Rights charter sits in limbo
Daraine Luton, Senior Staff Reporter
THE DECISION by parliamentarians to retain the death penalty is strangling the Charter of Rights, which continues to languish on the parliamentary agenda.
The Government had earmarked February 24 for the passage of the landmark legislation in the House of Representatives, but Parliament prorogued before lawmakers could consider the amendment.
Leader of Government Business Andrew Holness told The Gleaner yesterday that the Government remains fully committed to the passage of the Charter of Rights. He, however, was not in a position to explain why the bill was not passed last legislative year.
"It is something that we consider to be of great importance and it will be treated early within the new legislative year," Holness said.
However, A.J. Nicholson, the opposition spokesman on justice, has suggested that the Charter of Rights has not been taken to the vote stage because of issues regarding the death penalty.
He told The Gleaner that a bill which would avoid the Pratt and Morgan ruling and allow for the retention of the death penalty will have to be tabled in Parliament before the vote on the Charter of Rights is taken. This argument was confirmed by a senior government minister who refused to be named.
Dorothy Lightbourne, the minister of justice, could not be reached for comment.
The Charter of Rights represents an attempt by the Government to replace Chapter Three of the Constitution - fundamental rights and freedoms. It places on the state an obligation to promote universal respect for, and observance of, human rights and freedoms for all persons in Jamaica and affords protection to the rights and freedoms of persons as set out in those provisions.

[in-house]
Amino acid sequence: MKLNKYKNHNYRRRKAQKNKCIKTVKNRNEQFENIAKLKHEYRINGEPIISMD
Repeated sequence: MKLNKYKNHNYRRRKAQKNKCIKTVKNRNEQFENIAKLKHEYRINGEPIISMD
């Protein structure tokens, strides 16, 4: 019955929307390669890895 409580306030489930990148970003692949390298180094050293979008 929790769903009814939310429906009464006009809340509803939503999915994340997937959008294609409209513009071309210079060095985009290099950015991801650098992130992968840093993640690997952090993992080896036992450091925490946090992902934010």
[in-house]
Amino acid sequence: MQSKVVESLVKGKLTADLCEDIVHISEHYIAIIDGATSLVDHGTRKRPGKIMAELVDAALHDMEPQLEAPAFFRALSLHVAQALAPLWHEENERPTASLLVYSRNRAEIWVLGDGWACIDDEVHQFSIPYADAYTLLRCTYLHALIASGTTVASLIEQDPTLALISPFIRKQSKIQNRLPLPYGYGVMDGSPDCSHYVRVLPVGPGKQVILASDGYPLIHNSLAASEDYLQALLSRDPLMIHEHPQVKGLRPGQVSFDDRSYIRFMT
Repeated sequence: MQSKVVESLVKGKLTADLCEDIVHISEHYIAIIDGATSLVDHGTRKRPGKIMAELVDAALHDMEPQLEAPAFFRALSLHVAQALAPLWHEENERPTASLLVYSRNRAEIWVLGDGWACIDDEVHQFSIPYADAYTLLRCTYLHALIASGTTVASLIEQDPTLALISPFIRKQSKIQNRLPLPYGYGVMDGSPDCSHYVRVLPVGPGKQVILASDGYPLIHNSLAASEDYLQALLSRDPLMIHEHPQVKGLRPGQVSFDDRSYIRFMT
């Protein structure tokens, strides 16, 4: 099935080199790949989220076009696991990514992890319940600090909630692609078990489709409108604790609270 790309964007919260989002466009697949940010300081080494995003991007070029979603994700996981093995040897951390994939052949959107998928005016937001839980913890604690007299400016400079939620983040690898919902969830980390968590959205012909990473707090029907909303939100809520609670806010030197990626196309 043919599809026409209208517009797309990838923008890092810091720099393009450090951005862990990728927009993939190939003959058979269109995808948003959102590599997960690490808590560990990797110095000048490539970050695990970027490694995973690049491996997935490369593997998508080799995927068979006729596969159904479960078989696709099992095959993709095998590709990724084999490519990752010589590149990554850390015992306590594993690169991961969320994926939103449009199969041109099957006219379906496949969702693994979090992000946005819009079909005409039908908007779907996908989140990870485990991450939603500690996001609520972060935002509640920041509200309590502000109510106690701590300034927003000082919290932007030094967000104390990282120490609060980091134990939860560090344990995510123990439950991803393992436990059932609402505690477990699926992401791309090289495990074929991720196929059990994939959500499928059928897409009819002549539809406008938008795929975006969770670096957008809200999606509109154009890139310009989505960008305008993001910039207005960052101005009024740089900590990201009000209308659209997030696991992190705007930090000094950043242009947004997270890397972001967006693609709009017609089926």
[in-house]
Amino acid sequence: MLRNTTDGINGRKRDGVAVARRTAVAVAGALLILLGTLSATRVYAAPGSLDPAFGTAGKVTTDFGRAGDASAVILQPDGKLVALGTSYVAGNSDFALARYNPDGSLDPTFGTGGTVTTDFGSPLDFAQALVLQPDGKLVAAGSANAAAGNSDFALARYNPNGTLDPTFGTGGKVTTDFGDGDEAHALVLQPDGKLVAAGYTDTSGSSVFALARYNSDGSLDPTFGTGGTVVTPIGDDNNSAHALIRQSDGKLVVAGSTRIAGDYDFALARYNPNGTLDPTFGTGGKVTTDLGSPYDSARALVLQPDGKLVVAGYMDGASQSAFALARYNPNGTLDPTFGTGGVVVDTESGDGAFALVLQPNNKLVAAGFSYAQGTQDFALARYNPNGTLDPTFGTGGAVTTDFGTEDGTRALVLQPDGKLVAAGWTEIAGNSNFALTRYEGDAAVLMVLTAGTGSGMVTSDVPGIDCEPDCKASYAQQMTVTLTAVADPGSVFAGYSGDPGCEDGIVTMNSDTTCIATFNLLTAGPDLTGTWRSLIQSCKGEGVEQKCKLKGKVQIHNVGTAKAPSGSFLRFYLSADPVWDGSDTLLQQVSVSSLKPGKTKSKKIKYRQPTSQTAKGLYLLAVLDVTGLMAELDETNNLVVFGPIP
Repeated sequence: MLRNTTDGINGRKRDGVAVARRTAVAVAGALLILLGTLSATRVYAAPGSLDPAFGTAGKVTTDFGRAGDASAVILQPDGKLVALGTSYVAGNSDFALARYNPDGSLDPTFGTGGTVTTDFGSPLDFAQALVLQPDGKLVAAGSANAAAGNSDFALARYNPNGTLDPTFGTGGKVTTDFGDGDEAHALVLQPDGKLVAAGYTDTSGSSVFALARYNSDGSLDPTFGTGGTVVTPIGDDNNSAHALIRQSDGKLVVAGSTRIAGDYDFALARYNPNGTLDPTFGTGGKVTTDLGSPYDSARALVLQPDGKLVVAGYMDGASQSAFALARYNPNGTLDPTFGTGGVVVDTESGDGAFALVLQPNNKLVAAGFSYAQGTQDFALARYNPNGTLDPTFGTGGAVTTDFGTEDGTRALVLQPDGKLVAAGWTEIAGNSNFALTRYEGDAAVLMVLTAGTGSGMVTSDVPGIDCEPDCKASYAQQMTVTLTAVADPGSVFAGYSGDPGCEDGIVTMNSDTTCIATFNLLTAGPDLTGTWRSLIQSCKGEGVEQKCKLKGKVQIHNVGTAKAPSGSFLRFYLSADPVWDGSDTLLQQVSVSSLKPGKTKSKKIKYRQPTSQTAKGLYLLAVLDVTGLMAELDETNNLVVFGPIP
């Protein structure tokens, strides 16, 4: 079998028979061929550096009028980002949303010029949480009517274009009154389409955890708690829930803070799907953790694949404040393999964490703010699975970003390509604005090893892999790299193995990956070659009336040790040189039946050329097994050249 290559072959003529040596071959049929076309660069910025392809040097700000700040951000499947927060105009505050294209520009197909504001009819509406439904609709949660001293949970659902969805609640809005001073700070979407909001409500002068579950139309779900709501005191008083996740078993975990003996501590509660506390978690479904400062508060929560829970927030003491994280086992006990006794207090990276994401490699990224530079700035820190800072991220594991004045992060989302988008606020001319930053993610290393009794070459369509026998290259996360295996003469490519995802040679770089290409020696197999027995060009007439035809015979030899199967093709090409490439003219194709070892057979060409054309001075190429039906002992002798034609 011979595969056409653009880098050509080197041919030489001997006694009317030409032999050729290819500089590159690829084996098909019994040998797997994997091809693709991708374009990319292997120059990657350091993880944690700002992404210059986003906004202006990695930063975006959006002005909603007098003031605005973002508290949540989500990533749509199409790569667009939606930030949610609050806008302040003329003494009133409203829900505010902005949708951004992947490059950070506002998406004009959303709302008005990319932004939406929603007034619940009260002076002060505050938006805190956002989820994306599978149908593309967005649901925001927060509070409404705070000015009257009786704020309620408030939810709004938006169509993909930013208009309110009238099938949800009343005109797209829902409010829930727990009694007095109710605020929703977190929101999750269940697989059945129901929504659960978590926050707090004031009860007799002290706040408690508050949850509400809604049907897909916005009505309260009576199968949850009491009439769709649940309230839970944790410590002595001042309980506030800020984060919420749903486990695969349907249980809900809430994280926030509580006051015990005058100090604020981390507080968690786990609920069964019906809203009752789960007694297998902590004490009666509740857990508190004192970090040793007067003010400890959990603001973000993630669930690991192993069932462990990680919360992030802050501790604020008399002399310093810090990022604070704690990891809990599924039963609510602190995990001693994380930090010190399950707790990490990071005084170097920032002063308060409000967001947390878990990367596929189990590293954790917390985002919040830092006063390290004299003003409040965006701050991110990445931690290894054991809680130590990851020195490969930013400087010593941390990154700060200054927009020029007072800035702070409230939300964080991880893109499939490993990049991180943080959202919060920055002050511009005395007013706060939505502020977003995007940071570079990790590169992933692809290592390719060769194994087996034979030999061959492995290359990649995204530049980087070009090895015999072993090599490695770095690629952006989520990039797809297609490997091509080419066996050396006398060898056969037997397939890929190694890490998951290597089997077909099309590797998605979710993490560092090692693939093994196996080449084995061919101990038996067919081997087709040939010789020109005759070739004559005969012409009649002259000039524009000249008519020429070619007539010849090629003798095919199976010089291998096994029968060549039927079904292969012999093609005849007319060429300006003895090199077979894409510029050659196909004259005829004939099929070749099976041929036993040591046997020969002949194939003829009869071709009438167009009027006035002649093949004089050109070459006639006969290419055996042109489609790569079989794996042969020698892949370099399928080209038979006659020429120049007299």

The Charter of Rights proposes that Parliament shall pass no law and establish no organ of the state which abrogates, abridges or infringes the fundamental rights of citizens. The legislation has been sitting on the table of the House of Representatives since November 1 last year.
Yesterday, Nicholson told The Gleaner that had Prime Minister Bruce Golding brought legislation to Parliament to circumvent the Pratt and Morgan ruling (as did Barbados), the Charter of Rights would have already been passed.
"If you are going to go the Barbados route, you have to make either some changes to the charter or you bring a separate bill which would do away with the five-year stricture because the Parliament voted that we should retain the death penalty," Nicholson said.
Based on the Pratt and Morgan ruling by the Privy Council, a condemned man cannot be executed if his process of appeals lasts more than five years from the date of his sentencing.
Under Jamaican laws, the amendment of any entrenched section of the Constitution requires that the bills sit for three months after first reading and three months after second reading before it can be considered and passed. The bill has passed the stages of first and second reading.